Illegal poisoning ravages Balkan vulture populations


An estimated 2,300 vultures have been poisoned across the Balkan Peninsula during the last 20 years, according to a recent study.

The review, published by the Balkan Vultures Poison Study, has revealed that 465 vultures have been confirmed as dying as a result of poisoning since 1998. Given that only 20 per cent of poisoning incidents are discovered and reported, the authors have concluded that the true number of deaths may exceed 2,300.

Across Europe, including the Balkans, Egyptian Vulture numbers have declined drastically (Garth Peacock).

The study cross-examined poisoning incidents during the past 20 years, as well as relevant legislation and proposals for future anti-poison actions, concluding that low awareness of the issue from governmental institutions and law enforcement agencies constitute the main factor preventing progress in stamping out illegal poisoning. 

Europe is home to four different vulture species: Bearded, Cinereous, Egyptian and Griffon. In the Balkans, the former has virtually vanished, with Egyptian declining dramatically and Griffon having disappeared from most countries in the region. Illegal poisoning is the main factor behind these downward trends, though other issues – including electrocution and collision with electricity infrastructures, reduced food availability, habitat loss and direct persecution – remain severe threats.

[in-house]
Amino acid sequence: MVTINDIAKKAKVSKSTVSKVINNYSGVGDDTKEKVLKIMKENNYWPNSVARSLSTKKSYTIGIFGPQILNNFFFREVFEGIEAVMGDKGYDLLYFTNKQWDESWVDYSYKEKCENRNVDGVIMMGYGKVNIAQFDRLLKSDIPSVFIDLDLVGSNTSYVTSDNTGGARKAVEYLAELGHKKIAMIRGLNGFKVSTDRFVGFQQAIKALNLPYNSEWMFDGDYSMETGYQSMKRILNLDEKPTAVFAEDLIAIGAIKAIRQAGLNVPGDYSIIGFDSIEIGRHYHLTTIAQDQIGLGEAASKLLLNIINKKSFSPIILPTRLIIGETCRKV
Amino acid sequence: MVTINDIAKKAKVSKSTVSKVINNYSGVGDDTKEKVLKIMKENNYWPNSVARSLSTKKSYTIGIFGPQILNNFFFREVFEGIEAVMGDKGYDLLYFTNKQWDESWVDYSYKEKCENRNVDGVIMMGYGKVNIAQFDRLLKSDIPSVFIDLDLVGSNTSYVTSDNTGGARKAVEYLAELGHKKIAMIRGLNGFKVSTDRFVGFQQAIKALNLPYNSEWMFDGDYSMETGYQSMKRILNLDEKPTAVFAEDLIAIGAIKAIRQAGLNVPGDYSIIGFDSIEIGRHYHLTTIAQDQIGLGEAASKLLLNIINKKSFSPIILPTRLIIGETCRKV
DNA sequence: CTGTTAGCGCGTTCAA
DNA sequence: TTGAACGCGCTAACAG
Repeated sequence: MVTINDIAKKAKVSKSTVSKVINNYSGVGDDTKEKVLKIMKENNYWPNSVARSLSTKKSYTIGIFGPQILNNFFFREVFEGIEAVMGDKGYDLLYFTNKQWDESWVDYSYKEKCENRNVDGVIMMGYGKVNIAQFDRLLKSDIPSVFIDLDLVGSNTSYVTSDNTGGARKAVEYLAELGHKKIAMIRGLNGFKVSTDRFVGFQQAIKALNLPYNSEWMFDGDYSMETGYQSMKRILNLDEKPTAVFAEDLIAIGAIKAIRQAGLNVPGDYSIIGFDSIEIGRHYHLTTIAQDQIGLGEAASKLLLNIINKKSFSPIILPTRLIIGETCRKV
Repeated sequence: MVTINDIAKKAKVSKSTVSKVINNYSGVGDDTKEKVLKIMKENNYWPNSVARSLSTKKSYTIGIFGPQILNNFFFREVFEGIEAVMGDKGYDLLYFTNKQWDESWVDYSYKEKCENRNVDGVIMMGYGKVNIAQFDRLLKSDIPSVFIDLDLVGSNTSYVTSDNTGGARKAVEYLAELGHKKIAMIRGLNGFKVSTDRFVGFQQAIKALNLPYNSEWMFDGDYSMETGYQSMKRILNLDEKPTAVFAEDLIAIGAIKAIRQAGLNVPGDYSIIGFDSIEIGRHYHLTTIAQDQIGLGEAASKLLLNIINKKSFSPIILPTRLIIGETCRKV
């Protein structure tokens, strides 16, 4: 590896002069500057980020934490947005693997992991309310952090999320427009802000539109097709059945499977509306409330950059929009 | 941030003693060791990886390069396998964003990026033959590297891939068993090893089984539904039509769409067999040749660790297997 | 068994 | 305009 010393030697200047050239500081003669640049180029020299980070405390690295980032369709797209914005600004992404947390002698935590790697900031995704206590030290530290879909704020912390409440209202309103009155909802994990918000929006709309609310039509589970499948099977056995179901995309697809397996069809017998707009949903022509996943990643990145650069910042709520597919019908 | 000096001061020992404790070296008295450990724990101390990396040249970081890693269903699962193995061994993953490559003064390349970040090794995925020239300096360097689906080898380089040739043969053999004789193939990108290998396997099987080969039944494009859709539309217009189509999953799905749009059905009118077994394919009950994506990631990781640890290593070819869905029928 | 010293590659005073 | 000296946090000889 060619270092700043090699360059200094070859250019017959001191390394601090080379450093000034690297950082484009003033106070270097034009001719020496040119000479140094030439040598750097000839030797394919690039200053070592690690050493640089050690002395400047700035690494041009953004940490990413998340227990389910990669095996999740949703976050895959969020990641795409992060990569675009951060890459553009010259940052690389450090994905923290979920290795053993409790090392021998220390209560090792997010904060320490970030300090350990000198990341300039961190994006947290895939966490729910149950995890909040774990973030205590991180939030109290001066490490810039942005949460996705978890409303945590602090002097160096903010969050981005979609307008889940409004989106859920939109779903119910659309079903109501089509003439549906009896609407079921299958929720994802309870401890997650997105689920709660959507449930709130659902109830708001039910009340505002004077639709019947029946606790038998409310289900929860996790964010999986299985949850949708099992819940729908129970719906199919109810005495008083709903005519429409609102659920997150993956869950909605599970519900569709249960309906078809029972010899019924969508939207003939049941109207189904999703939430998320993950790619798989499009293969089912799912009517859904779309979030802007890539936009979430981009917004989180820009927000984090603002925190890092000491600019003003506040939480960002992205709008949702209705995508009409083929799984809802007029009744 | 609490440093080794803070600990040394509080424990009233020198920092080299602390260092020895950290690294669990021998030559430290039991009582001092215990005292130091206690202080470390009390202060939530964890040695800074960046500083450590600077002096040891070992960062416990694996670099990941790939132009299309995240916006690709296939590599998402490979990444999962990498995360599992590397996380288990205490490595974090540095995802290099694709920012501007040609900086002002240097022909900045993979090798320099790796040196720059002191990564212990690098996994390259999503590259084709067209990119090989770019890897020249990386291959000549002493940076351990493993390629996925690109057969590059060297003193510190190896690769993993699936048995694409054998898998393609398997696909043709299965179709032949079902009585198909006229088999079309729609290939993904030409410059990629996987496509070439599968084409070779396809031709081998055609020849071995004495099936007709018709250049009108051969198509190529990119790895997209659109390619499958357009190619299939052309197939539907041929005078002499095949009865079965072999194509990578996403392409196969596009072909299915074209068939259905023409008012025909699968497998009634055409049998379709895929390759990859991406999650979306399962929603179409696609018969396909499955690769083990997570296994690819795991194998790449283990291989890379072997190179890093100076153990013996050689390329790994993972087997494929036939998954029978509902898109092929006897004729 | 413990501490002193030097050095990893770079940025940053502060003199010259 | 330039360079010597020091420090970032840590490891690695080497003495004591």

In order to control species that are blamed for livestock and game losses, such as Eurasian Wolf, Golden Jackal and feral dogs, farmers and hunters lace animal remains with poisonous substances. Naturally, vultures are attracted to the carrion, upon which they feed, and are consequently poisoned. Despite being made illegal by the early 1990s, use of poison remains prevalent across the region as it is often viewed as a quick and affordable solution to the perceived predator problem.

Bearded Vulture is now virtually absent from the Balkans (Peter Moore).

Since the turn of the millennium, vulture preservation and conservation in the Balkans has been the subject of a lot of effort, with reintroduction programmes, restocking of populations and investments in schemes such as anti-poison dog detection units. However, the continued illegal use of poison remains the biggest obstacle preventing Europe's four vulture species from making a comeback in the region. 

The study can be read in full here.